States, UN, partners in new joint push to help people displaced in their own countries

Joint press release by the Special Rapporteur on the human rights of IDPs, and UNHCR

Democratic Republic of the Congo. Displaced women and children face violence and forced labour

Faiza (centre, in purple), 31, from Manono village in Tanganyika province, sits among a group of Congolese women who established a site for internally displaced persons at EP Moni primary school in Kalemie.  © UNHCR/Colin Delfosse

As crises multiply around the world, uprooting millions of people within the borders of their country, a group of states, UN agencies and partners have renewed their commitment to working collaboratively, to reduce and resolve internal displacement.

At a meeting in Geneva on 17 April, they launched a three year Plan of Action for Advancing Prevention, Protection and Solutions for Internally Displaced People (2018-2020). The meeting marked the 20th anniversary of the Guiding Principles on Internal Displacement – widely accepted as being the global standard for protecting and assisting internally displaced people (IDPs).

Internal displacement has been recognized as an issue of global concern since the early 1990s, but momentum to address it has been insufficient, despite all efforts. Meanwhile, the number of IDPs has been rising.

“Bold and ambitious steps are needed to face this complex human rights, humanitarian and development challenge. The Plan of Action seeks to galvanize a strategic dialogue, concerted action and adequate resources to address the plight of the internally displaced, while engaging them in the decisions that affect them,” said the Special Rapporteur on the human rights of IDPs, Cecilia Jimenez-Damary.

At the end of 2016, over 40 million people were displaced inside their own countries by armed conflict, generalized violence or human rights violations – more than four times the population of London or New York City. In 2016, disasters caused an additional 24 million internal displacements. Every year, an estimated 15 million people are also displaced by development projects. Millions of other displacements are not systematically recorded, including from land grabs, criminal violence or drought.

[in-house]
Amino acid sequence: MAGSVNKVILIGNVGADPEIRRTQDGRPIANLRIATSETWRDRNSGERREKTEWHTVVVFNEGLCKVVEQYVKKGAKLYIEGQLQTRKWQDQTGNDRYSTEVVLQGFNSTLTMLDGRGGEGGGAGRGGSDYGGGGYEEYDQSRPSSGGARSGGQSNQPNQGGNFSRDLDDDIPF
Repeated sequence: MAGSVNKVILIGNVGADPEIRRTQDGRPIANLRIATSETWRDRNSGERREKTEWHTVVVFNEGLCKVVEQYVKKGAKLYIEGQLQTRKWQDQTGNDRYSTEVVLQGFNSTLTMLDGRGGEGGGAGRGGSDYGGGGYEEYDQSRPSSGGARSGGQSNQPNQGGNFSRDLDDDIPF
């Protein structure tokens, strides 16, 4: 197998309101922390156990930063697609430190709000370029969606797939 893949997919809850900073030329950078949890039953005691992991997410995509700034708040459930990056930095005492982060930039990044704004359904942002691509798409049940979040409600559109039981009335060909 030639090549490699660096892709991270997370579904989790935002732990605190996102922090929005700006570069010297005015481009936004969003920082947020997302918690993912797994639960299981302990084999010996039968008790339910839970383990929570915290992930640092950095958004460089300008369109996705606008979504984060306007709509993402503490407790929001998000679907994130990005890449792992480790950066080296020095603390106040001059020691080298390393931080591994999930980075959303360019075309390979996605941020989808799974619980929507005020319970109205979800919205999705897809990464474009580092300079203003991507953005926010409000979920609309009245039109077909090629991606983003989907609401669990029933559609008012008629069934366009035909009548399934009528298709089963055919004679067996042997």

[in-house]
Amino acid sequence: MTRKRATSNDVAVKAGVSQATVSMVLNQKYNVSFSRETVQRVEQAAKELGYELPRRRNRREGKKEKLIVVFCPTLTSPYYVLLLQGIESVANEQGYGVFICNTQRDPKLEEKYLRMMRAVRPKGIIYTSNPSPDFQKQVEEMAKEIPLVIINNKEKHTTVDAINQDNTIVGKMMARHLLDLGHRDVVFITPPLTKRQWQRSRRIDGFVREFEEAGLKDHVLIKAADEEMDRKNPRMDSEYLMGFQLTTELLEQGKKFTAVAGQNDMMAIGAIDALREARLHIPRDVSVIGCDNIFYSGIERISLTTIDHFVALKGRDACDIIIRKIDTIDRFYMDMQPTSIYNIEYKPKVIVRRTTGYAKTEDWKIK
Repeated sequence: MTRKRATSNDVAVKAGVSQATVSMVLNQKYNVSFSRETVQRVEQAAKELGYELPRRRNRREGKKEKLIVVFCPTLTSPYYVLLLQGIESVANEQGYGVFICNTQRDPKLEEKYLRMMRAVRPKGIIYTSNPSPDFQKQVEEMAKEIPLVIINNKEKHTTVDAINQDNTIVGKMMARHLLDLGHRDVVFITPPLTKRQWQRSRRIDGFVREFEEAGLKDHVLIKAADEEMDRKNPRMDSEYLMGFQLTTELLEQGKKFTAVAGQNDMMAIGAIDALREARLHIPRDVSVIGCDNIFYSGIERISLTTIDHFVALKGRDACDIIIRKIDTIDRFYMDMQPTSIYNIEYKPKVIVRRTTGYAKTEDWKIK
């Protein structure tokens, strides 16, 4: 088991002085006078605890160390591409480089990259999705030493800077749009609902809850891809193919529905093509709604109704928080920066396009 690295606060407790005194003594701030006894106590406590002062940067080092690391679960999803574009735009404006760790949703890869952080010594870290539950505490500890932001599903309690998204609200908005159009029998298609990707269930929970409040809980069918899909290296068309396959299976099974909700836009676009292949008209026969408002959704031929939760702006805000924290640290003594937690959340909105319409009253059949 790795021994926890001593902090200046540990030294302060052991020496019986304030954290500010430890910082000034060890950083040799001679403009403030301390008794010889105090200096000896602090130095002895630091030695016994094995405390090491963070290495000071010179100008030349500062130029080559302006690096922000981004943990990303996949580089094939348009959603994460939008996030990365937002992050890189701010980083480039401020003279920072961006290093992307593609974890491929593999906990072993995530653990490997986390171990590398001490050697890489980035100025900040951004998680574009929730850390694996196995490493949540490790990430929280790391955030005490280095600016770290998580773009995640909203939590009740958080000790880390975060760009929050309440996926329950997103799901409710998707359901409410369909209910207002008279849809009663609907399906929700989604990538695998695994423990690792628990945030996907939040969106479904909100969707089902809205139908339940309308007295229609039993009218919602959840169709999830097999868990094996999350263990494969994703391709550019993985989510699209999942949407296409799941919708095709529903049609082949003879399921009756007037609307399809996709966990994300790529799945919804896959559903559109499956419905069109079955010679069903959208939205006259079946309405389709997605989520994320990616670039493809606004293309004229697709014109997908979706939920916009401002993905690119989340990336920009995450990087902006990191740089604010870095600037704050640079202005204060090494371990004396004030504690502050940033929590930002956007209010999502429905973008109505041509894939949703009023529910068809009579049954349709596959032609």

“Addressing the protection needs of the forcibly displaced and seeking solutions to their plight contribute to greater stability for countries and whole regions,” noted UN High Commissioner for Refugees, Filippo Grandi. “Similar to refugees, the internally displaced often face great uncertainty. They can be uprooted more than once as they seek opportunities to restart their lives, and risk being marginalized in the societies where they live. The consequences of our failure to resolve internal displacement can be devastating.”

“The international community has pledged to leave no one behind. That promise must extend to the millions of people internally displaced by armed conflict, violence and disasters. We will continue to work with affected governments and the displaced people themselves to ensure that their needs are addressed,” said Mark Lowcock, Under-Secretary-General for Humanitarian Affairs and Emergency Relief Coordinator.

Drafted under the leadership of the Special Rapporteur, UNHCR and UNOCHA, the multi-stakeholder Plan of Action calls on all relevant actors to step up efforts to prevent, respond to and resolve internal displacement. To this end, it proposes concrete activities to facilitate and strengthen the participation of internally displaced people in the decisions that concern them, and expand national laws and policies on internal displacement. It recommends as well actions to improve data collection and analysis on displacement situations globally and scale up engagement on solutions for the internally displaced.

 

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